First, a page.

This is predicated on an anachronistic distinction between atheism and anti-theism. This distinction only dates from the 1970s. It also seems to be stating that Marxist critiques of religion cannot be proper atheist critiques, because they come from a Marxist perspective. Yet the Marxist attacks on religion are nevertheless atheist attacks on religion and the belief in God. The only difference is that they are articulated from a Marxist perspective. Furthermore the simple description of Communism as an atheist philosophy is nevertheless true. It is indeed an atheist philosophy in that it explicitly denies the existence of God. The rejection of the existence of God is integral to Marxism. It is not like other political philosophies, such as Conservatism, Liberalism or Socialism, that in themselves say nothing about the existence of God, leaving that to their adherents’ own consciences. Marxism explicitly rejects the belief in God. No matter how vapid it is, nevertheless the description of Marxism as an atheist philosophy is accurate.

2) No link established between atheism and the major tenets of communism. Previously I asked what in atheism accounts for belief in the historical dialectic, class struggle, the evil of private property, etc. Your response to this is again to refer to the influence of Feuerbach on Marx, citing the former’s critique of religion. The influence may be there, even as its strength remains murky, but the link between Feuerbach’s views and Marx’s critique of capitalism is very tenuous, to say the least. You cite Marx’s adoption of Feuerbach’s concept of the gattungswesen, but fail to mention a critical distinction. For Feuerbach, it was the idea of God that alienated, while for Marx, it was capitalism that alienated. For Marx, religion is the result of man’s conditions, not their source, something which he criticized Feuerbach for failing to realize. “Feuerbach, consequently, does not see that the ‘religious sentiment’ is itself a social product, and that the abstract individual whom he analyses belongs to a particular form of society.” (Theses on Feuerbach, VII). The basis of Marx’s critique of capitalism does not come from Feuerbach, but a variety of other sources, including Adam Smith, David Ricardo, Jean-Jacques Rousseau, Louis Blanc, and Pierre-Joseph Proudhon. It was through them that he developed the theory of “surplus value,” the notion of private property as the basis for much social ill, egalitarian distribution, etc. The latter, Proudhon, who famously declared that “property is theft,” is of particular interest due to his background in theology. “My real masters,” he once wrote, “those who have caused fertile ideas to spring up in my mind, are three in number: first, the Bible; next, Adam Smith; and last, Hegel.”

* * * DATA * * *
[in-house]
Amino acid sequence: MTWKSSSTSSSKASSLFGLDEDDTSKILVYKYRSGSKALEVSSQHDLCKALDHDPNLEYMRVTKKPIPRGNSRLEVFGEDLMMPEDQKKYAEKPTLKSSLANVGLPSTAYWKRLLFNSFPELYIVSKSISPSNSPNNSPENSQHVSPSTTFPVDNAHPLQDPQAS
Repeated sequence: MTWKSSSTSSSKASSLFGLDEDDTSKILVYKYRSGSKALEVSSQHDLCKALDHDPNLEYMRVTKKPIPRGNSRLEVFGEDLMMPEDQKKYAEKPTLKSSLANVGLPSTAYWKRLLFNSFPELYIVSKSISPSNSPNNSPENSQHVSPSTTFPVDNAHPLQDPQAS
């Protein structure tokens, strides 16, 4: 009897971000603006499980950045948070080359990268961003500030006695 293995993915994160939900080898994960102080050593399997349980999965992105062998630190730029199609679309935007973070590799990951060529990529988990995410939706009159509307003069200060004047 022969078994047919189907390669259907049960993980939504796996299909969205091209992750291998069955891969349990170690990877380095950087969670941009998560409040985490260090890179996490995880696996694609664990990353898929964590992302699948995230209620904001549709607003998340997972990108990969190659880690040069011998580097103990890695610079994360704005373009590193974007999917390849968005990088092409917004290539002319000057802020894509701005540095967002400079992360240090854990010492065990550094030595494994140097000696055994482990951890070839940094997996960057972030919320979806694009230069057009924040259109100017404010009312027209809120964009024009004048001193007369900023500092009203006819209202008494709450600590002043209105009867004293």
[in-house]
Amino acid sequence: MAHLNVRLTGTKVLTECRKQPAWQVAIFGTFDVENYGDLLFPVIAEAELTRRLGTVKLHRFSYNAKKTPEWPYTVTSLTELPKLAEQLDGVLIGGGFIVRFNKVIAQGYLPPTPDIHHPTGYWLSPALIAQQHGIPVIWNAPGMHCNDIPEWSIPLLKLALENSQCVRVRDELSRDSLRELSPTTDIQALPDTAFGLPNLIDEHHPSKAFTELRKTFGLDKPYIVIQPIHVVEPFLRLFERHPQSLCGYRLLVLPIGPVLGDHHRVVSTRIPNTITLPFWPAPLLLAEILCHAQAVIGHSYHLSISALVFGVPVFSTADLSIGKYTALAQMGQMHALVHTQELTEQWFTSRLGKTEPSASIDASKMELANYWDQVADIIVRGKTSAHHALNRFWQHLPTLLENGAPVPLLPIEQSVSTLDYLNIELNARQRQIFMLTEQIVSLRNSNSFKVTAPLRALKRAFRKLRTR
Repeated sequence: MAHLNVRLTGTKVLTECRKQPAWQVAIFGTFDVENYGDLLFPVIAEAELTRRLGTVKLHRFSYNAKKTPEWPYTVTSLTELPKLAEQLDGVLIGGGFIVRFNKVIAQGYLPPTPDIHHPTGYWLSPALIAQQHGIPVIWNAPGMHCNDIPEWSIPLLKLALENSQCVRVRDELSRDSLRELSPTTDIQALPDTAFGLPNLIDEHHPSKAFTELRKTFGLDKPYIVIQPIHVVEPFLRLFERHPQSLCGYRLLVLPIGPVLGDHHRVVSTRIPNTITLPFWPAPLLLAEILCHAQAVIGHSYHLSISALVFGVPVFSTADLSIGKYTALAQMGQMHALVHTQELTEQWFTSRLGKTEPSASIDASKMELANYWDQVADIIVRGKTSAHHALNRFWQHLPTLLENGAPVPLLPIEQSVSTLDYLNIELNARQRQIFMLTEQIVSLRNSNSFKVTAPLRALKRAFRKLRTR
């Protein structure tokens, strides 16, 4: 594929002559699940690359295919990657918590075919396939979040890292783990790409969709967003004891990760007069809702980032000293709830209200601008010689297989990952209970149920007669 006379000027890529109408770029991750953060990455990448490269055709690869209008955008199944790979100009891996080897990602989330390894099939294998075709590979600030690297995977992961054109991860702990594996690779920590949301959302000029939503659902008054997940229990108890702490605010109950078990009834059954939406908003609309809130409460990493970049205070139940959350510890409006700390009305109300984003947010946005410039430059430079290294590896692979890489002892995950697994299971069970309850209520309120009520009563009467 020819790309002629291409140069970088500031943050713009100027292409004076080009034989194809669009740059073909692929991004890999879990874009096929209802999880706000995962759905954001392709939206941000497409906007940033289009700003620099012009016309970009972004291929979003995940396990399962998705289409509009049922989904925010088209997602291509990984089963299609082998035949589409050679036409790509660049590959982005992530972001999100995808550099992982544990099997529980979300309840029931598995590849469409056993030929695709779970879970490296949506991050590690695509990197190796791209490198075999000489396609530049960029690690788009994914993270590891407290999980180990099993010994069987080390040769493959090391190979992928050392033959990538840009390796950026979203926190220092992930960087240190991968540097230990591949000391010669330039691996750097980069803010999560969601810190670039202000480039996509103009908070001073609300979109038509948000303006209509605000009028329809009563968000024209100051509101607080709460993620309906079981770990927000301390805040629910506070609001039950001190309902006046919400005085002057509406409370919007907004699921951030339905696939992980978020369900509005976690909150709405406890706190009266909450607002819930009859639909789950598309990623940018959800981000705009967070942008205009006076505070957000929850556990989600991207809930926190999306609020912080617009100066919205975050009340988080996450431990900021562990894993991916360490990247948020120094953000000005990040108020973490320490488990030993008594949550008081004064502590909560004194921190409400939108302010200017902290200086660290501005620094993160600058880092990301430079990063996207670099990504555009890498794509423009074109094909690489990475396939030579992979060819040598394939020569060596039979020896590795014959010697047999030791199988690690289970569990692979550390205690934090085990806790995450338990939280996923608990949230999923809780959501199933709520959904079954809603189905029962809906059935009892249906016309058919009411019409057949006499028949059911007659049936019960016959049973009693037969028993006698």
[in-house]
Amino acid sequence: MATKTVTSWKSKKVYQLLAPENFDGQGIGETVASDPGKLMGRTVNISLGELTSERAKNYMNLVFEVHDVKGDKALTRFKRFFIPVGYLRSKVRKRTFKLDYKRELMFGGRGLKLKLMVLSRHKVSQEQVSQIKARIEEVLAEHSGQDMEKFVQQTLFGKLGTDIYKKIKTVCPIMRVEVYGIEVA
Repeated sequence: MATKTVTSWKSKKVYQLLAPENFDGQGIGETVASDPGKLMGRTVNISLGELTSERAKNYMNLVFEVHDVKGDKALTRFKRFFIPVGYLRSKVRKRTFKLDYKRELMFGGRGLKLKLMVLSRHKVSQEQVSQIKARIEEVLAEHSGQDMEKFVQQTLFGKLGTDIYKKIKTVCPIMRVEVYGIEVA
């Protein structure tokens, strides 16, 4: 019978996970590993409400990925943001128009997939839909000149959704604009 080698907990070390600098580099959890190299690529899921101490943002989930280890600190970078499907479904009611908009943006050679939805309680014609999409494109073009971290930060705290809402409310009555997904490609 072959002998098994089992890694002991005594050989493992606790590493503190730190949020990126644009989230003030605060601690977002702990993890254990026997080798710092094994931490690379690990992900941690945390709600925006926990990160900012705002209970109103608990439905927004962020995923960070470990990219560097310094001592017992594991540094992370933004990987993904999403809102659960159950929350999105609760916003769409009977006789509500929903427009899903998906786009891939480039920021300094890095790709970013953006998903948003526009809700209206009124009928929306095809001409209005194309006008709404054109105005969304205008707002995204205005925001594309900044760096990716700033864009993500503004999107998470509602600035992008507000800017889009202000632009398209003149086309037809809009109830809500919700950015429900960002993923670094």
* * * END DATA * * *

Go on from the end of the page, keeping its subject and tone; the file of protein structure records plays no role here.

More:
Your conclusion that “atheism clearly is a major, though not the sole element, in Marx’s critique of capitalism” is unfounded. The failure to even identify these other influences (some even with Christian roots)—much less discuss them—is, I think, emblematic of your theory’s tendentiousness.

No, I stated quite clearly in my original post that Marx had gone beyond Feuerbach’s critique of religion. Now Marx had become an atheist through reading Epicurus, Democritus and adopting Feuerbach’s Neo-Hegelian approach to the critique of religion. Thus, atheism was influential in shaping Marx’s personal view of religion and social relationships. The fact that Marx later revised his view of the origin and role of religion within social relationships does not change the fact that Marx still denied the existence of God, and still considered religion to be contrary to the workers’ interest and its extinction as something to be looked forward to.